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Thursday, October 22, 2020

The drama unfolds

Director Feroz Abbas Khan on how his film, Dekh Tamasha Dekh resonates with the political mood of the country and the response that he has received

Written by Geety Sahgal | Mumbai | May 2, 2014 12:30:46 pm
Feroz Abbas Khan Feroz Abbas Khan

Dekh Tamash Dekh has received good reviews and word-of-mouth publicity, which, however, has not translated into numbers.

I haven’t looked into the numbers right now, so I cannot comment on that. But it will take a little while as a film like this has a small release, and always depends on word-of-mouth publicity. The response in Delhi was apparently very good because it is a politically-active city. However, my first concern is that I have made a good film and Dekh Tamasha Dekh has been appreciated. The reaction to this film has been even more overwhelming than Gandhi My Father. Moreover, it will be remembered for a long time and become a reference point to remind us about how religious ideas gain precedence over human values. Dekh Tamasha Dekh will not end over by the weekend, but will remain in our history for a long time to come.

What kind of response have you received from people, since the film comments on the sensitive subject of Hindu-Muslim divide?

When I had some screenings in towns like Kanpur, the reaction was quite extraordinary. Smaller towns have connected to the film very deeply. They understood the seriousness, the humour and the purpose of the film. No one came up and told me that it has hurt religious sentiments. The common man understands that people want to manipulate them to get votes on the lines of caste and religion. We need to be constantly aware of and be warned about how a small irrelevant idea can blow up into a bad situation despite all our development and decency. The film is contemptuous about the extreme ideas of religion being propagated by the politicians.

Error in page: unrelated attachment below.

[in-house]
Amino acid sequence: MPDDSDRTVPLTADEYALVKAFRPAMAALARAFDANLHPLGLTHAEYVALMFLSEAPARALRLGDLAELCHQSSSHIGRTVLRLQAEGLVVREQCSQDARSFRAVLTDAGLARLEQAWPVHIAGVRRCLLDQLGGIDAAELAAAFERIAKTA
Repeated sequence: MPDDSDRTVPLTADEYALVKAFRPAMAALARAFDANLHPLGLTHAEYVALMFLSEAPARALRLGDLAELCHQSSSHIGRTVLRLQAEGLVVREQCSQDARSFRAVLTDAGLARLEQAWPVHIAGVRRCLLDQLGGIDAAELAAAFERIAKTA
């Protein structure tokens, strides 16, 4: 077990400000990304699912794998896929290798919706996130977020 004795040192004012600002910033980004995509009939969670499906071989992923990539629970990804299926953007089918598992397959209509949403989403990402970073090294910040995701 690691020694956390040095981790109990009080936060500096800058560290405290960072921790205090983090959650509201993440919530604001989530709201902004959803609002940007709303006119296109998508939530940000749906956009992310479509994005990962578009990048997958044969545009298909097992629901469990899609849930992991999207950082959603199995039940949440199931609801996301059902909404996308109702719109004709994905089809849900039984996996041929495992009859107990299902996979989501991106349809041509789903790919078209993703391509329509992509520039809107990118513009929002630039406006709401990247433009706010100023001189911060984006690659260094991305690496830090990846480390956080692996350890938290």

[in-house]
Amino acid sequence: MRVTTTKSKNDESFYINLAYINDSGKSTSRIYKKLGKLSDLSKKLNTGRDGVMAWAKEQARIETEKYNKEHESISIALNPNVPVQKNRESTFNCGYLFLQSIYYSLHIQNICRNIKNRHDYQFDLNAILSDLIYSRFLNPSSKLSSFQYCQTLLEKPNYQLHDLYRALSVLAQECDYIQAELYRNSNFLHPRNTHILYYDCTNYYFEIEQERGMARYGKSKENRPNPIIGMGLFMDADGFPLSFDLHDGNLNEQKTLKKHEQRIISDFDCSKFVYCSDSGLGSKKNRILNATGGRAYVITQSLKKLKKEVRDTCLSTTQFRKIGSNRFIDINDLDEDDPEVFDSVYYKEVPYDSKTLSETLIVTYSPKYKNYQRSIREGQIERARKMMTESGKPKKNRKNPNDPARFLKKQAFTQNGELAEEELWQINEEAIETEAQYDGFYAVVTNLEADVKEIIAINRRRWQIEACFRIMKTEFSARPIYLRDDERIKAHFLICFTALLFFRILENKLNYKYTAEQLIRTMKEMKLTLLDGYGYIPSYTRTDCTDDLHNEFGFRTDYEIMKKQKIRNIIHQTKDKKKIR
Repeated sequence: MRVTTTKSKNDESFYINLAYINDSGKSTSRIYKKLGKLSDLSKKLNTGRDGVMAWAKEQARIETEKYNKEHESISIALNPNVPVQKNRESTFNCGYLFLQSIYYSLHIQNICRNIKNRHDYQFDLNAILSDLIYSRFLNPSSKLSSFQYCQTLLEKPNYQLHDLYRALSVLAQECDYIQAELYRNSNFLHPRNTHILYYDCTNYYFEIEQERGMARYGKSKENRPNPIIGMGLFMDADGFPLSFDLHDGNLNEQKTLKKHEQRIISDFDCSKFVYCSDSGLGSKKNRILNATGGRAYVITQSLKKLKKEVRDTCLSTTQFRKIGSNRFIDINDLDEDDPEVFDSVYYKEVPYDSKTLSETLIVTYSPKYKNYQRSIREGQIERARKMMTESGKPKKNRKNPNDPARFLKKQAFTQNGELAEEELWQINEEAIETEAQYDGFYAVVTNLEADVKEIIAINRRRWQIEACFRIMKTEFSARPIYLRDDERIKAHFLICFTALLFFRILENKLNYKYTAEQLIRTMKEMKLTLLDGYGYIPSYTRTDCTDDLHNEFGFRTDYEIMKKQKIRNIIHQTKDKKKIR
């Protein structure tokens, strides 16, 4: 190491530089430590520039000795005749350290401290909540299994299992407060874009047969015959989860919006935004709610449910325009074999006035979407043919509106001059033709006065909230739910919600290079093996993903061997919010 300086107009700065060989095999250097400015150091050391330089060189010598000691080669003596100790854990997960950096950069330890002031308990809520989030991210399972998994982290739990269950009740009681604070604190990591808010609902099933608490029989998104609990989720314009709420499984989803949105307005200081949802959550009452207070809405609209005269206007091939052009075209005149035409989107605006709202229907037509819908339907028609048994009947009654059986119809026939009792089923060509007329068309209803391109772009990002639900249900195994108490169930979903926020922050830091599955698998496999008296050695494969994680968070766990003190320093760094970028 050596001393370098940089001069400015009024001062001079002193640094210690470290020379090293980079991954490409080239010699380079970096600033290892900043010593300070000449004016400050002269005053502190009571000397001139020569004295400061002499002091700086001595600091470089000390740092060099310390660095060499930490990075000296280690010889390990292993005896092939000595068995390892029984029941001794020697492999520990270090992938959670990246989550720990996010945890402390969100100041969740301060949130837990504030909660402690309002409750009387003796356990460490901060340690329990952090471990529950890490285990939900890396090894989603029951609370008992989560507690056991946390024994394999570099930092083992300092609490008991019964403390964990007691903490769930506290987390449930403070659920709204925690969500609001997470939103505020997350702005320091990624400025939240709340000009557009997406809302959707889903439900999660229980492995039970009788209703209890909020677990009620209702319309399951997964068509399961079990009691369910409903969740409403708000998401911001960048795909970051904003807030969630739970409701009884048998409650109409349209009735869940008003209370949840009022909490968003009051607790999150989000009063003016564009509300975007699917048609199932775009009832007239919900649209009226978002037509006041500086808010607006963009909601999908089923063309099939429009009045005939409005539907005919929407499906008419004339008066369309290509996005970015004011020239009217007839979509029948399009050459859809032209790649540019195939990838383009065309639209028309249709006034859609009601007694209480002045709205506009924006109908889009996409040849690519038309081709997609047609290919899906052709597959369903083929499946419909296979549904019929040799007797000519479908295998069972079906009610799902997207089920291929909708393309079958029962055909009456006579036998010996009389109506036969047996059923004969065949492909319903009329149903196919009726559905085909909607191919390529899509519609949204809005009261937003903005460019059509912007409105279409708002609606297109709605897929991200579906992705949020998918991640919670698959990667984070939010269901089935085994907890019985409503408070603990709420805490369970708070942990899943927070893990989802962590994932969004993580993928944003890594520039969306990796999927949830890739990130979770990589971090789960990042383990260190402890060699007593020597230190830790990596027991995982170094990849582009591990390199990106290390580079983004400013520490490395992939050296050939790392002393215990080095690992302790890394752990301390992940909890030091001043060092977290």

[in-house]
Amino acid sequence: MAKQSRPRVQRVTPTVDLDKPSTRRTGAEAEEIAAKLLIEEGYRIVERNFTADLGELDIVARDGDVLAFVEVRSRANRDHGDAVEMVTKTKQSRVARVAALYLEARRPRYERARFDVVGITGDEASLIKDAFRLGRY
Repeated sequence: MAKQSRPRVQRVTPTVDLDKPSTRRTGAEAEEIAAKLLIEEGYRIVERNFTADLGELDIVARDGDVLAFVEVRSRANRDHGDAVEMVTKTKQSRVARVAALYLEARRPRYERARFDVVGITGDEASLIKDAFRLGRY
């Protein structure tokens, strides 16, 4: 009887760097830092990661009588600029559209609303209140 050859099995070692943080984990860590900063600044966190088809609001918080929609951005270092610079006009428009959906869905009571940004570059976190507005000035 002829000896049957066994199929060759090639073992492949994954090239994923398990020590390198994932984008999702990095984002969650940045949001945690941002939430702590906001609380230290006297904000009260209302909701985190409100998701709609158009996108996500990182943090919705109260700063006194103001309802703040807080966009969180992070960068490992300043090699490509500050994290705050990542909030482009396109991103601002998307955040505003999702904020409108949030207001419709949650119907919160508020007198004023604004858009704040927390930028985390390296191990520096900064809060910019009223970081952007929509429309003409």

You have directed plays like Tumhari Amrita, made films and are presently helming a television show, Main Kuch Bhi Kar Sakti Hoon. How would you define the grammar of each medium?

There are some constants, but a lot of deviations in each medium. Cinema is quintessentially a director’s medium, theatre an actor’s, and television a writer’s medium. During the making of Dekh Tamasha Dekh, my actors were unaware of what was going on in the film. None of them had read the full script and I did that on purpose as I did not want them to have preconceived ideas about the subject. The director is responsible for his film, because he has a clear picture of the end product. He is the sculptor who sculpts everything. In theatre, once the play is directed and put on stage, it is the actor who takes it ahead, whereas a film director is there till the end. For TV it is the writing that is important for the serial to work.

There are scenes in the film which are very dramatic and theatrical like the wailing women beating their chests when Tanvi Azmi loses her husband. Is it because you are also a theatre person?

It’s a conscious effort on my part, not to become theatrical while making a film. Sometimes, however, there are some scenes that may look very theatrical on screen, but they happen in reality. Women wailing and beating chests on a death, provoking the family to cry happens in real life too. Even the maulana’s speech in the film is over-the-top but actually in real life they are more loud and dramatic. I had to actually tone him down. In fact, these kind of scenes are challenging because it is not easy to maintain a balance. So right from the writing, to the execution, to editing, I try not to let my theatrical instincts come to the fore. In fact, making a socio-political satire is a challenge at every level and an extremely difficult genre. That’s why nobody tries it.

Has any kind of criticism come your way and what next?

 Dekh Tamasha… was one film I wanted to make. People have liked the film and the overall reaction has been very good. Though some people did feel that I had explored too many issues in the film. There is a thief on the run, a cop in search of answers and a love story on the side! Many felt that there should have been only one protagonist. But that was not the kind of film I wanted to make. Since we are a very diverse country, I wanted to tackle several important issues; from the judiciary, to the media, to the system.
Presently I am working on a television show Main Kuch Bhi Kar Sakti Hoon after which I will be developing a new play. My next movie is a love story.


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